for the empirical might oblige you to adopt those practices, despite the
outrage that would represent to classical logic.
Actually, it is arguable that quantum theory already requires the
abandonment of syllogistic canons of reason. And maybe pre-contact
aboriginal lifestyles exemplify the life-style benefits of doing so. (But
give me electric lights, high-speed dental drills, and antibiotics any
day). On the other hand, quantal complementarity is either restricted to
its tiny realm, or will prove to be just a stop-gap methodological kludge
until a still better physics is devised. And the social benefits of
animism seem to me largely a by-product of the practical impotence of such
doctrines. If your medicine is based on magic and your economy on foraging
(however much memory and skill is required in its practice), you fail to
reach the population growth that, as its side-effects, can produce
pandemics and arms races and power hierarchies and exponential re-entrant
knowledge growth. So among the benefits of believing incorrect things
about the world is that you are restricted to such terrific holistic
interventions as killing all the megafauna of an entire continent by
burning the original ecology to the ground over a few tens of thousands of
Must materialists be reductionists? (Presumably not: neuroscientist Steven
Rose is a Marxist who repudiates reduction as a philosophical method, even
if he adheres to it in the lab.) Certainly it is a materialist position -
whatever that means in a quantal universe where matter is congealed force -
to reject all hypotheses or methodologies that posit any top-down aspects
of reality not derived by evolution from fundamental forces and particles.
That still leaves lots of weird windows, though. =20
It might be, for example, that human minds are, after all, somehow and in
some respects quantally non-locally connected. Or perhaps earlier
intelligences arisen elsewhere in the galaxy have evolved by now to
`godlike' estate and secretly run the universe. Or maybe a Hoyle/Tipler
end-of-eternity Time God works backward through time to re-arrange history
(astonishing topics to which we'll return). Or perhaps the phenomenal
universe is actually and literally a cybersimulation in higher dimensional
space, with us as sub-routines... If any of these were true, then a
rigorous materialism would indeed require top-down explanations of many
phenomena at our human realm (as the Gaia hypothesis might turn out to do,
although James Lovelock's originating version is strictly materialist).
But there's no strong evidence that these merry conceits actually have a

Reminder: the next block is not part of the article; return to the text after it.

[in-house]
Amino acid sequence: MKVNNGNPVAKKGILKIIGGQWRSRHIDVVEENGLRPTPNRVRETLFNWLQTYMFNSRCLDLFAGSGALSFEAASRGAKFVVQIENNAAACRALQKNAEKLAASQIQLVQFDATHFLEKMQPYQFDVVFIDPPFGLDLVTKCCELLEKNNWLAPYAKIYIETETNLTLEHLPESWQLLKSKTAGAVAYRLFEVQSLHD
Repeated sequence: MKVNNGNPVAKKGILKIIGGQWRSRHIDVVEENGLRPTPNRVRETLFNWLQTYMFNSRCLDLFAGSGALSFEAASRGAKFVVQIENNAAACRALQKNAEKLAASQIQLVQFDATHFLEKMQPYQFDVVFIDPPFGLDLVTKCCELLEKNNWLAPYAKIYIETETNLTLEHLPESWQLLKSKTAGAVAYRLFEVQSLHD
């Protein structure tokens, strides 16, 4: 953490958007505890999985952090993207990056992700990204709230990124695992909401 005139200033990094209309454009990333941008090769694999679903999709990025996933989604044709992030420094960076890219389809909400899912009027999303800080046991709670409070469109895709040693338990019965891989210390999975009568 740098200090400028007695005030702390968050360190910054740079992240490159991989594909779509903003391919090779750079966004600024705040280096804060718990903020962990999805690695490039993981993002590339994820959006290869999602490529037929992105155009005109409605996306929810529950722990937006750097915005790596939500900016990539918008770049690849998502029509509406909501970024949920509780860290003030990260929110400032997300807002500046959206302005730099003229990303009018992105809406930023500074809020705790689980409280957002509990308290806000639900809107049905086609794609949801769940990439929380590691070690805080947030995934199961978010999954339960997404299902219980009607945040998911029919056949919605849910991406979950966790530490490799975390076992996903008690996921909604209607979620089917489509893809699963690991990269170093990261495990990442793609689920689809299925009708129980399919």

real-world instantiation (except, maybe, the ambiguous data from the best
parapsychology labs). =20
In practice, reductionist hypotheses would seem preferable wherever
possible, because that's the way science has reached its goals in the past.
Notably, non-reductionist models (elan vital, for example) have turned out
to be misleading, based on bad analogies and wishful thinking. But
materialisms, too, can be `holistic' or non-reductionist, or claim to be;
Marxism is only the most well-known. None of this has much bearing on
issues of the mind, of the Freud-versus-Jung variety, say, except that as a
materialist I become wary (or even furious) when I hear intelligent people
airily invoke `psychic energies' or `ids' or `Shadows' as if these
metaphors possessed the same level of instrument-mediated reality as
electron flows and dopamine titres. Such figures might have a metaphoric
allure given our current comparative ignorance of the mind/brain-body, but
they drag us into explanatory culs de sac. =20
Watching Passions of the Mind, a series of television programs about the
life and thought of Carl Jung, I was entertained in a horrified fashion by
the way his acolytes handled Wolfgang Pauli's defection from the celebrated
Jung-Pauli synchronicity hypothesis. (The black holists never tell us
about that apostasy, oddly enough.) Pauli abandoned this great scientific
truth, said his former analyst, because he could not face the deep inner
mysteries of the Shadow. These monsters therefore lay in horrid wait for
him - and hence, she said with ill-disguised relish and self-satisfaction,
he swiftly died of cancer. Admittedly, psychological stress can be shown
(empirically and rationally) to obstruct immunological function via a
recently discovered brain chemo-modulator pathway... and so maybe stress
hinders repair of early cancer cells. Nonetheless, the claim that Pauli
got cancer and died because he resisted Jungian analysis is deeply
offensive and self-serving. But quite typical of black holism's malicious
or stupid magical thinking.
Well, perhaps that does not matter, if what counts is experiential richness
of life. For millennia, wise people have obviously lived wonderfully
satisfying lives without the slightest notion that the earth goes around
the sun or that the blood circulates or that tiny invisible animals make
you sick. But I cannot help thinking that to employ the best available
physics and physiology has to be preferable to clinging to time-hallowed
common-sense errors. It would be a terrible travesty of intellectual
justice if our dawning awareness of the on-rushing Spike became conscripted
by black holists, warped into yet another comical New Age fantasy of
effortless deliverance.

Damien Broderick